At the UNFCCC COP26, restoration of nature is firmly on the agenda, offering capture and storage of greenhouse gas emissions through ‘nature-based solutions’. Whilst international guidance on how to develop and maintain nature-based solutions, such as landscape restoration, recognises the need for involvement of local communities, lessons must be learnt from past approaches.

One key lesson is that there must be genuine recognition of the knowledge, practices and rights of local communities in the Global South.

From illegal poaching and the unsustainable plunder of fisheries to crackdowns on the wildlife trade to prevent future pandemics, efforts are being made to end these practices - but who is making decisions on how to do that and based on what evidence? 

Across low and middle-income countries, millions of people generate their livelihoods and owe their cultural, spiritual and communal relationships to their ecological surroundings, yet they are often not part of discussions taking place on issues like conservation and resource governance. 

“People have a strong dependence on renewable natural resources in the Global South,” says Fiona Nunan, Professor of Environment and Development at the University of Birmingham. But, says Nunan, when strategies are developed to tackle issues like illegal fishing, they are often imposed in heavy-handed ways, and fail to harness the insights, customs and norms that may have existed to handle resource management tensions and risks.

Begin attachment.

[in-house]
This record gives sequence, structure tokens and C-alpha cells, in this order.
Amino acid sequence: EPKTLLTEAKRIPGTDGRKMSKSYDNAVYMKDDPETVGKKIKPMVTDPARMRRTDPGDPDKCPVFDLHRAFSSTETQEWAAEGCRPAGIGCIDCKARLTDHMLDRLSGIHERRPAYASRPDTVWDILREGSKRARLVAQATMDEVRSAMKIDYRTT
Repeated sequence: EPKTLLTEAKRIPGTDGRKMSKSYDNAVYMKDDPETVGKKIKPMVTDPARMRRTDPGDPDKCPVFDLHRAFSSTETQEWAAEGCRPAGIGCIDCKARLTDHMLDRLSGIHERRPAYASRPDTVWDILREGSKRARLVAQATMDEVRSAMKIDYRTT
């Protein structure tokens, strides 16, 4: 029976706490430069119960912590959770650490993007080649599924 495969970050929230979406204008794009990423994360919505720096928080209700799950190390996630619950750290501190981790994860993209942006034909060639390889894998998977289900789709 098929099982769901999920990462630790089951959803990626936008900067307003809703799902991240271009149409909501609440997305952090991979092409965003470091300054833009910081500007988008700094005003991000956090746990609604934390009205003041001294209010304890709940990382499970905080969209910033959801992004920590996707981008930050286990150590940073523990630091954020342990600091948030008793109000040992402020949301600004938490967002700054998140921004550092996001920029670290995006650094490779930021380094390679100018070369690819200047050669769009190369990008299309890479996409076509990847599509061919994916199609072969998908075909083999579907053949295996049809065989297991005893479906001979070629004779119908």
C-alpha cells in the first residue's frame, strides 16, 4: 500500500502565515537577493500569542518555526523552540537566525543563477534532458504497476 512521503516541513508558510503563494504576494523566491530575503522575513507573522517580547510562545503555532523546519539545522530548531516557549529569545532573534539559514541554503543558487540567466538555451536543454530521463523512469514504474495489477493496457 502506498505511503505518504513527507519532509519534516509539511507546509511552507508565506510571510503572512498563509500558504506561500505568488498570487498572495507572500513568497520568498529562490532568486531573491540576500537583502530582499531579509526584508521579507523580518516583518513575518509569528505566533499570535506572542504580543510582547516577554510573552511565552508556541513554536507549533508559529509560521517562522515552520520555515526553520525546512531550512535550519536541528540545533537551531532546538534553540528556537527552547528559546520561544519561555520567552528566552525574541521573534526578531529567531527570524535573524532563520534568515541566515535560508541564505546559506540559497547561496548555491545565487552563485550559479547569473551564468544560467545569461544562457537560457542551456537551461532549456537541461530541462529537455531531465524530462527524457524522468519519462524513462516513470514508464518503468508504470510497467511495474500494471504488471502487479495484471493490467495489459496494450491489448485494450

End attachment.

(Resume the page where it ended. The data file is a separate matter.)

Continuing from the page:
“When tackling something like illegality in fishing, there is often an aggressive and even military approach, which is very much against the spirit of collaborative resource management,” argues Nunan.  “We should ask, how do local people approach and understand illegality? Communities might have their own rules in place about when and where to go to fish or extract timber, and social norms about how people should behave. A better understanding of those norms and beliefs could inform national policy.”

Nunan worries that current attention given to ‘nature-based solutions’ is often led by the natural scientists and ecologists. “For a just transition, you need to involve people who live in, draw on and contribute to those landscapes,” says Nunan. 

COVID-19 and the wildlife trade: How bans backfire

Dr Brock Bersaglio, lecturer in environment and development at the University of Birmingham, has identified similar power inequalities in current efforts to constrain zoonotic disease pathogens in light of the COVID-19 crisis. These are, he argues, both a social justice issue and potentially a public health one, given the unintended consequences that result from heavy-handed crackdowns.

The hypothesis that the virus passed to humans in a wet market in China has prompted calls to restrict the entire wildlife trade industry to prevent future pandemics. Similar responses have attended the outbreaks of Ebola in sub-Saharan Africa in recent years.